Updated: Jul 30, 2021
Designing & prototyping a MVP (Minimum Viable Product) is not only a chance to enter a market fast but also to provide a very simple customer experience.
A lot of startups create MVPs with easy features focussing on easy coding and cost efficient aspects rather than having a basic version of the product for customer easy to use, test and feedback on.
What is an MVP (Minimum Viable Product)?
MVP is a premature product with sufficient features to gain market share and attract first customer (early adopters) to be able to validate the underlying product idea. This allows us to serve basic needs of customer while collecting feedback to achieve a final product with product/market fit and customer fit.
What is important for customers regarding a new product or service?
During the Design Thinking Process, the company should ideally satisfy a basic need of the customer and transform this basic need into a new product or services (e.g. Facebook, the human needs to communicate and share and be recognized). This could be technology based or not necessarily and can also apply to basic needs like food, clothes, shelter, etc.. The MVP should apply directly to this need to create an urge to get or test the product or service. At the same time, as seen in the graph below, there is a demand of customer for easy usage. In this fast-paced environment a lot of consumers do not have the patience to learn or even to read how to use something complicated. That is why a lot of design prototypes copy existing design patterns (navigation buttons, icons, menu structures, etc.) so that customer can directly find out the exciting new features rather than getting stuck in the process.
While an MVP should definitely cover some basic needs and make the minimum feature easy to use, in some cases the real enjoyment and satisfaction stage will be developed later, when we received the feedback and insights from the first customers. To satisfy the attributes Easy & Enjoyable first, we need a continuous feedback, analysis and development improvement cycle in which customer experience feedback and customer effort score is one of the main drivers for product and service evolvement.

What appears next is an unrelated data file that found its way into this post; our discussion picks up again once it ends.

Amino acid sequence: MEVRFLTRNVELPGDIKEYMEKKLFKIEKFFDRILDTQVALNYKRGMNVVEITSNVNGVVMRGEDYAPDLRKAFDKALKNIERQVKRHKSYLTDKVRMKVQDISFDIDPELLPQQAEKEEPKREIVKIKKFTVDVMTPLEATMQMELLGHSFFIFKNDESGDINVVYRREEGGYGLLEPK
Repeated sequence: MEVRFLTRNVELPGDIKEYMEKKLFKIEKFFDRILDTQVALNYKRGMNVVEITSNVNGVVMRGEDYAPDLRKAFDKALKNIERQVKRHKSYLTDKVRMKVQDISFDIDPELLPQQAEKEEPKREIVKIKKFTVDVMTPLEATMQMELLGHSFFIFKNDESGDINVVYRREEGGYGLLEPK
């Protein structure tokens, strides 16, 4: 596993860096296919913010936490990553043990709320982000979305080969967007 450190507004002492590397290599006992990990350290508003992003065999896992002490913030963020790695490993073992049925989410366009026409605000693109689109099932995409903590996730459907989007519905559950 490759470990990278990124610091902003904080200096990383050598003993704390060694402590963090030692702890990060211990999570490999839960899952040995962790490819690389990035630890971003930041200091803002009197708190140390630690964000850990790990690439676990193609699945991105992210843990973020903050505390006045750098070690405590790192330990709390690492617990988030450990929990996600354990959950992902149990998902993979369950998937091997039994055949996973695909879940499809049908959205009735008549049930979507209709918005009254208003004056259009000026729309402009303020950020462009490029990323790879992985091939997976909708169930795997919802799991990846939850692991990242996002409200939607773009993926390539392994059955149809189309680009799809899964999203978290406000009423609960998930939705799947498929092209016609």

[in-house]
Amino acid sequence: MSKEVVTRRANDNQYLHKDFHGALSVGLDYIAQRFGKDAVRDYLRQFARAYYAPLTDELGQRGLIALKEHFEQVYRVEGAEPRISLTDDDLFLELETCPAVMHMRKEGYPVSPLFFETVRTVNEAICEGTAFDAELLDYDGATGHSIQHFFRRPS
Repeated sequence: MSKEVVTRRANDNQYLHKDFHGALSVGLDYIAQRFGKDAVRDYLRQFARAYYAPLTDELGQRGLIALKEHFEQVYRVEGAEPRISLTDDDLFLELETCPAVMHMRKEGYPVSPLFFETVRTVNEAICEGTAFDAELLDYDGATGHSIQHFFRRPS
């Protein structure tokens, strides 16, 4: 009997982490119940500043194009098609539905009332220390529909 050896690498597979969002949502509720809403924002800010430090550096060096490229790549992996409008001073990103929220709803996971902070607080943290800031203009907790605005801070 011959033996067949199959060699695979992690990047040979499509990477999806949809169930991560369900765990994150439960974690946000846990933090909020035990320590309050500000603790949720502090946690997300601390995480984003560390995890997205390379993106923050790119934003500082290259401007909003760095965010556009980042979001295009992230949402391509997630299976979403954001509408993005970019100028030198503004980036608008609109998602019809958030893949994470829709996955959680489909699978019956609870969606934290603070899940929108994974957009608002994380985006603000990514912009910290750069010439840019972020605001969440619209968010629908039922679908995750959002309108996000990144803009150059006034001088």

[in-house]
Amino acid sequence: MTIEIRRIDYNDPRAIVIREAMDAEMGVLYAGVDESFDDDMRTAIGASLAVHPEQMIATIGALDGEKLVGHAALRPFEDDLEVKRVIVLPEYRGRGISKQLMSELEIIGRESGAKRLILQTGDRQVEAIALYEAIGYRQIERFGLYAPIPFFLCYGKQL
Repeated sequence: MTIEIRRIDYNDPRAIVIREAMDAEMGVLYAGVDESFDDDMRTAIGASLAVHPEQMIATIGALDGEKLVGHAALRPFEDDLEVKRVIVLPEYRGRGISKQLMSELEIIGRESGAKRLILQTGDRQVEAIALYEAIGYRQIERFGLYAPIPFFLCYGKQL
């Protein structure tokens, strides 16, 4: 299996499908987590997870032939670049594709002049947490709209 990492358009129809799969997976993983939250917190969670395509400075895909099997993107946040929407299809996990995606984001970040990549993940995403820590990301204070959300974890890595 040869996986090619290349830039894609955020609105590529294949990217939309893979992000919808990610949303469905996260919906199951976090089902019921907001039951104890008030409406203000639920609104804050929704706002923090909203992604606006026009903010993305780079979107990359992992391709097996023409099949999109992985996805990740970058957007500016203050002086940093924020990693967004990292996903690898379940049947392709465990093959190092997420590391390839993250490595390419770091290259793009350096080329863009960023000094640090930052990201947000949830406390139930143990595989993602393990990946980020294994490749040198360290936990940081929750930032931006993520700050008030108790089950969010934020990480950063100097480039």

For more information on customer experience management, please read our blog "What is Experience Management"
Is a great MVP enough to win the hearts of clients?
A successful MVP is not only helping to win customer and markets but also to motivate the team members in an organization. This is important as a lot of starts-up would roll-out a MVP first to their staff and their friends and families. The more motivation and excitement it creates, the better reach, buzz and the more feedback we get on this early stage.
Beside the MVP, we need the right communication and marketing campaign to support the roll-out and to win open-minded and curious early adopters. As mentioned above, it is crucial to state which need the product or service addresses and how your product satisfies this need better or different than previous solutions. For example the premium Tesla launch did not only target rich people to get a new roadster with some technical gimmicks into their already crowded garages, but appealed to mindful consumers as early adopters as part of an ecological revolution for transportation. On top Tesla also used the basic human FOMO principle by applying a prepayment and pre-ordering system and using scarcity to their advantage.
Furthermore it is also important to have support and feedback systems in place, to help customer on the new product or service and to collect as much feedback as possible to kick-start the continuous improvement process for design and development. Ideally an MVP should include instant chat (or hotline) support and has minimum one customer satisfaction / effort score rating or other feedback tools. Besides, family, friends and early adopters could be invited to test focus groups to observe or discuss the product or service design, flow and communication.
Product/Market Fit and Customer Fit
It is important to assure that the product or service is unique or distinguishable enough to find a space in a current market or to open a complete new market. However just product/market fit does not fully take into account the needs and satisfaction of customer at a given time or in a given space. Going back to our Tesla example, electric cars were already invented more than 100 years ago, but nor the environment or market fit (no focus on electricity, charging station, etc.) neither the consumer fit (no ecological awareness) were ready for this product.
If you would like to have more information on how to ensure that your MVP provides a decent customer experience which covers basic needs, provides easiness and some enjoyable wow moments, feel free to contact us on contact link or directly to email@example.com